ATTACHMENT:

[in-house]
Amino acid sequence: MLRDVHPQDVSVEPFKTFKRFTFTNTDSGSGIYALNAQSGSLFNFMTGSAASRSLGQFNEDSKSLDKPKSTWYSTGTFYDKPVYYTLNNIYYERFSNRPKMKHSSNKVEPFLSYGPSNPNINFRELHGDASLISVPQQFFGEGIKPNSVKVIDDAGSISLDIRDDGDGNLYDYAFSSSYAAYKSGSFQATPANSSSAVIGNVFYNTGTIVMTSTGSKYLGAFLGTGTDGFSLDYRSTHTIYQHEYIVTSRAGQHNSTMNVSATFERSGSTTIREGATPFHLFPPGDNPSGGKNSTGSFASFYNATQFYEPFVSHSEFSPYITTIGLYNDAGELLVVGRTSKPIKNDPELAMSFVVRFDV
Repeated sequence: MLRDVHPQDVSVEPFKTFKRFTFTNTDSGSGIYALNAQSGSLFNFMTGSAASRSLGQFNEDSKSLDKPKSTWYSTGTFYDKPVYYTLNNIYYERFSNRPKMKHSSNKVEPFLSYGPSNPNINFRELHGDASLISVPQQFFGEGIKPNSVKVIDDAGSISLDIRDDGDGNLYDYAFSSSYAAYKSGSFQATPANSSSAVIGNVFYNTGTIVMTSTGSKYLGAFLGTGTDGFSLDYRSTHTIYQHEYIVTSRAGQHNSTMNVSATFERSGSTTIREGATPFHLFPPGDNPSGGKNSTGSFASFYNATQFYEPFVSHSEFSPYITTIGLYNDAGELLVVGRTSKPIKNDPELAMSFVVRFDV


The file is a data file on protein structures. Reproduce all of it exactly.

[in-house]
Amino acid sequence: MLRDVHPQDVSVEPFKTFKRFTFTNTDSGSGIYALNAQSGSLFNFMTGSAASRSLGQFNEDSKSLDKPKSTWYSTGTFYDKPVYYTLNNIYYERFSNRPKMKHSSNKVEPFLSYGPSNPNINFRELHGDASLISVPQQFFGEGIKPNSVKVIDDAGSISLDIRDDGDGNLYDYAFSSSYAAYKSGSFQATPANSSSAVIGNVFYNTGTIVMTSTGSKYLGAFLGTGTDGFSLDYRSTHTIYQHEYIVTSRAGQHNSTMNVSATFERSGSTTIREGATPFHLFPPGDNPSGGKNSTGSFASFYNATQFYEPFVSHSEFSPYITTIGLYNDAGELLVVGRTSKPIKNDPELAMSFVVRFDV
Repeated sequence: MLRDVHPQDVSVEPFKTFKRFTFTNTDSGSGIYALNAQSGSLFNFMTGSAASRSLGQFNEDSKSLDKPKSTWYSTGTFYDKPVYYTLNNIYYERFSNRPKMKHSSNKVEPFLSYGPSNPNINFRELHGDASLISVPQQFFGEGIKPNSVKVIDDAGSISLDIRDDGDGNLYDYAFSSSYAAYKSGSFQATPANSSSAVIGNVFYNTGTIVMTSTGSKYLGAFLGTGTDGFSLDYRSTHTIYQHEYIVTSRAGQHNSTMNVSATFERSGSTTIREGATPFHLFPPGDNPSGGKNSTGSFASFYNATQFYEPFVSHSEFSPYITTIGLYNDAGELLVVGRTSKPIKNDPELAMSFVVRFDV